Go Meatless on Mondays
Concern for animal welfare is just one of the many reason to go vegetarian. It turns out it can be better for your health, better for the economy, and might even save the planet. According to experts at Johns Hopkins University, if even a small portion of the population, say 14 percent, started eating exclusively plant-based diets, we’d see enormous improvements worldwide.
But giving up meat isn’t easy, especially here on the Outer Banks where amazing restaurants are serving up delicious fresh local seafood every day.
Enter the Meatless Monday campaign, which asks people to refrain from eating meat, including seafood, for just one day a week. Launched in 2003 by Sid Lerner in association with the Johns Hopkins Bloomberg School of Public Health, it has since spawned into a global movement and has been championed by a variety of experts, bloggers, and celebrities in each nation, including the great Sir Paul McCartney.
Some of the 44 participating countries pick a different day of the week (mostly because the alliteration doesn’t work in every language, and “Jeudi Veggie” is so much fun to say), but the goals are the same, and if everyone participated it is estimated that meat consumption would drop 14 percent worldwide.
“It’s an easy ask, just one day a week,” says Cherry Dumaul, Public Relations and Partnerships Director for Meatless Mondays, “It’s something you can do for your health and the health of our planet.”
So how does going part-time vegetarian save the planet?
Mostly it’s due to the alarmingly large carbon footprint the meat industry is responsible for. Raising livestock consumes a lot of resources, including fresh water and food that could be better allocated to humans who need it. It also takes up 33 percent of the planet’s land.
As meat consumption soars, rainforests are being clear-cut to meet the demand for more grazing land. Meanwhile, livestock production accounts for 14.5 percent of greenhouse gasses. Growing fruits and vegetables on the other hand generally produces much more food for the amount of resources put into it. For example, it takes 3,500 liters of water to grow one kilogram of rice, while one kilogram of beef would take 15,000 liters.
While not all vegetarian meals could be described as healthy (note: macaroni and cheese is not a health food), in a general sense a plant-based diet can lower your risk of heart disease, obesity, type II diabetes, and some cancers. This, experts believe, is largely because plant-based diets are typically lower in saturated fats and higher in fiber. This is especially true if red meats and processed meats such as bacon or deli meat are limited.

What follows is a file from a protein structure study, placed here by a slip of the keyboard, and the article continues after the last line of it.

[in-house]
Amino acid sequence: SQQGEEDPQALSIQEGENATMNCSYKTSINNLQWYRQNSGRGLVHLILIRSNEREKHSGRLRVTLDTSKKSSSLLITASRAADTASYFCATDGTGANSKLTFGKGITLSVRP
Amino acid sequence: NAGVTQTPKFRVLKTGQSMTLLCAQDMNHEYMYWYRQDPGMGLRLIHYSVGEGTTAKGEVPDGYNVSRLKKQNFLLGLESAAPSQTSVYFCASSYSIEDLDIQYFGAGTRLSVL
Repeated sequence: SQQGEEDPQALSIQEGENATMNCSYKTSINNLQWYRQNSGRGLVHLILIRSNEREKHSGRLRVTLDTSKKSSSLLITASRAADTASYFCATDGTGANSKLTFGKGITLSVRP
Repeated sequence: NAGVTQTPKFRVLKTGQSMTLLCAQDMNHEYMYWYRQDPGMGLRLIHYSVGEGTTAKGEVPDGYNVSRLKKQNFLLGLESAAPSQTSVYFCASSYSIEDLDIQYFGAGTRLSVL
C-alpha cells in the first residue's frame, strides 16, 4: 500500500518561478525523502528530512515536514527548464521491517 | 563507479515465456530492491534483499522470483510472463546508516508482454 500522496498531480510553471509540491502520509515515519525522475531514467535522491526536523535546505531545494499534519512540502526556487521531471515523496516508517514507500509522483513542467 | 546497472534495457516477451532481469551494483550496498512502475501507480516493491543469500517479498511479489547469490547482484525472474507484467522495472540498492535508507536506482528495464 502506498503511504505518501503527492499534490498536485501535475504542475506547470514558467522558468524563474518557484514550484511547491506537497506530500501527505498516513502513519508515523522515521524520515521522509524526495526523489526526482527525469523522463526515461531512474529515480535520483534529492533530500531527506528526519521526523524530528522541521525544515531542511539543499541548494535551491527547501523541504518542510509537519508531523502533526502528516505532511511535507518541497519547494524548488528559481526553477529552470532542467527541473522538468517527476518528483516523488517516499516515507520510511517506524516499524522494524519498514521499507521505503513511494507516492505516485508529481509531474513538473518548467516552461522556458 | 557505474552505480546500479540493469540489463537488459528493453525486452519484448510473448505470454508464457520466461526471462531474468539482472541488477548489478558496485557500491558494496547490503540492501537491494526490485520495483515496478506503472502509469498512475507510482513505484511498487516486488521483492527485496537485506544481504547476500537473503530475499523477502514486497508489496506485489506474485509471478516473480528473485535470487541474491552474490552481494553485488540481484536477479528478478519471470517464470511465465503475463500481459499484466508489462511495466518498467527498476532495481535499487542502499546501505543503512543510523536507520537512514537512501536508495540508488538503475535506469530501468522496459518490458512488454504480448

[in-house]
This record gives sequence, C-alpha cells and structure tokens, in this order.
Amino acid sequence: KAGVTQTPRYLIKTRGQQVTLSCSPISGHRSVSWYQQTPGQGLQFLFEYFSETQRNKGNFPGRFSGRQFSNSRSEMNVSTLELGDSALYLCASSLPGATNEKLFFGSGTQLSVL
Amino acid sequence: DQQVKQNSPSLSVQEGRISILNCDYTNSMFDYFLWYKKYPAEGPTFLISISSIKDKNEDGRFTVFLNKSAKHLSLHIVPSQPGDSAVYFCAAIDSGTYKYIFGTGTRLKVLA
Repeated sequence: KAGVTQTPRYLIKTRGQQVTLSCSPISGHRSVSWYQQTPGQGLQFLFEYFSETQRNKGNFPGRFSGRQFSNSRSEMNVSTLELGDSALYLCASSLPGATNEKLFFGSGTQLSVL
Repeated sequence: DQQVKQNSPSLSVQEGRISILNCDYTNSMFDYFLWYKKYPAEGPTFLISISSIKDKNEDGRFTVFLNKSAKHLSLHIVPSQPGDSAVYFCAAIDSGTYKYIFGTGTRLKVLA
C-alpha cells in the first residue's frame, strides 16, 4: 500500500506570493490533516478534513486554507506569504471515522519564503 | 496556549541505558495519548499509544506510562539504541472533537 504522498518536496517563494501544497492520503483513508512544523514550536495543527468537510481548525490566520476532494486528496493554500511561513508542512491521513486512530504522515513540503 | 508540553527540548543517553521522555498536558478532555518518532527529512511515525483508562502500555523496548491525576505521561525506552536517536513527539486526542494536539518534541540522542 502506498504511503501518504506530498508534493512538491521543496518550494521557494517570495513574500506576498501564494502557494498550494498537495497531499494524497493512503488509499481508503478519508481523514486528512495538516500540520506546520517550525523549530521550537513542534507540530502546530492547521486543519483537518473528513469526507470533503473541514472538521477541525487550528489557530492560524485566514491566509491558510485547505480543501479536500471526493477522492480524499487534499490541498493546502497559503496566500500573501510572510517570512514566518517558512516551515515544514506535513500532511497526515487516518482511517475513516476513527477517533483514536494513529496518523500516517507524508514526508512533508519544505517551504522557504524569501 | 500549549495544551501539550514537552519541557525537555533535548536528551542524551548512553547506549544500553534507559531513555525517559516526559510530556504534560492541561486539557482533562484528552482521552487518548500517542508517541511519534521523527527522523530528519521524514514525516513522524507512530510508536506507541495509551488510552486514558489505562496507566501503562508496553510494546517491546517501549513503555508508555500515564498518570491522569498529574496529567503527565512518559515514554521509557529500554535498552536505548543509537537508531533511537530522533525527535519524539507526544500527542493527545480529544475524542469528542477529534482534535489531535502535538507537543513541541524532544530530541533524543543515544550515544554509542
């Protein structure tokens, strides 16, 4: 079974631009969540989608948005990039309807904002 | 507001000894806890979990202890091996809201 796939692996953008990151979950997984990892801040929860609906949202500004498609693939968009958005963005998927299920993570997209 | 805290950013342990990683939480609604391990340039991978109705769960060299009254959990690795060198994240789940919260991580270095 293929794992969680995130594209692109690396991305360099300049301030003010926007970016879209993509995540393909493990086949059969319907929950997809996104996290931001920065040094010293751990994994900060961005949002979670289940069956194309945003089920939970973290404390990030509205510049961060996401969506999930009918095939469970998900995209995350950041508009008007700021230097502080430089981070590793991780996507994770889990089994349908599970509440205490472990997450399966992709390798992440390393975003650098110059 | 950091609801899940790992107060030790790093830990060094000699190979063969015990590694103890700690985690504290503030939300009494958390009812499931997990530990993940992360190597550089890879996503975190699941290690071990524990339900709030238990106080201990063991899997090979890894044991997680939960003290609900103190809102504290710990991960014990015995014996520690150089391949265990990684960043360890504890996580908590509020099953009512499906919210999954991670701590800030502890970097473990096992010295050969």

Healthier citizens ultimately can mean wealthier citizens and stronger economies worldwide, as less money is spent on preventable conditions like heart disease.
The best part is, it doesn’t have to feel like a sacrifice. While the Outer Banks is known for its great seafood, it’s also surrounded by farmland that produces a large variety of delicious produce. This produce is the first choice of most Outer Banks restaurants, whose chefs know that what’s fresh, in season, and local will make the very best dishes. Nearly every area restaurant offers at least one vegetarian dish on their menu, perfectly crafted so that you forget all about that meat craving.
“Meatless Mondays give restaurant chefs an opportunity to challenge themselves, and use our whole bounty of fruits, vegetables, and legumes,” says Dumaual.
And if you’d prefer to stay in, start by hitting up one of the many produce stands on the Outer Banks. Egg dishes like frittata, quiche, or huevos rancheros with plenty of fresh tomatoes and peppers make an excellent, protein-packed evening meal. Many locally grown vegetables such as yellow and zucchini squash are particularly well suited for grilling. Just drizzle in olive oil, season generously, and throw them on the barbeque alongside some homemade or frozen black bean burgers. You might be surprised how much the flavor profile of vegetables can change with different cooking methods like roasting, or sautéing with a little butter and white wine.
It’s a small change that can make a surprisingly big impact on your health, the environment, and your wallet. And with so many fabulous vegetarian dining options and fresh produce available, you don’t have to feel like you’re missing anything.♦
Katrina lives with her husband and their fearsome toddler. When she’s not writing, she prepares elaborate meals, cheats at video games, and plays the guitar (badly).